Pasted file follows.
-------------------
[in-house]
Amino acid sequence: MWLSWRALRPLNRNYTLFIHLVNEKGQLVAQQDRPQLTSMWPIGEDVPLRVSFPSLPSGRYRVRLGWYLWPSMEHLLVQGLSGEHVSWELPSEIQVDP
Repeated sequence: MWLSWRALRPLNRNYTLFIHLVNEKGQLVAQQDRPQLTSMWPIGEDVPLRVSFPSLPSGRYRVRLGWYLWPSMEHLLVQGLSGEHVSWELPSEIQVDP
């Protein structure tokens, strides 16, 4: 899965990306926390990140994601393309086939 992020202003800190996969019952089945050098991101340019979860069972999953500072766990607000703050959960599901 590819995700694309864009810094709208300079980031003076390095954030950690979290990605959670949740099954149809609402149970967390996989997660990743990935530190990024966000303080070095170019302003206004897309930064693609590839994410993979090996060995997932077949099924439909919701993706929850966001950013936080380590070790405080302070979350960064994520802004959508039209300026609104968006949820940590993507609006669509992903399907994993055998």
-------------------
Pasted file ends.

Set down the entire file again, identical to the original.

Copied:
[in-house]
Amino acid sequence: MWLSWRALRPLNRNYTLFIHLVNEKGQLVAQQDRPQLTSMWPIGEDVPLRVSFPSLPSGRYRVRLGWYLWPSMEHLLVQGLSGEHVSWELPSEIQVDP
Repeated sequence: MWLSWRALRPLNRNYTLFIHLVNEKGQLVAQQDRPQLTSMWPIGEDVPLRVSFPSLPSGRYRVRLGWYLWPSMEHLLVQGLSGEHVSWELPSEIQVDP
């Protein structure tokens, strides 16, 4: 899965990306926390990140994601393309086939 992020202003800190996969019952089945050098991101340019979860069972999953500072766990607000703050959960599901 590819995700694309864009810094709208300079980031003076390095954030950690979290990605959670949740099954149809609402149970967390996989997660990743990935530190990024966000303080070095170019302003206004897309930064693609590839994410993979090996060995997932077949099924439909919701993706929850966001950013936080380590070790405080302070979350960064994520802004959508039209300026609104968006949820940590993507609006669509992903399907994993055998």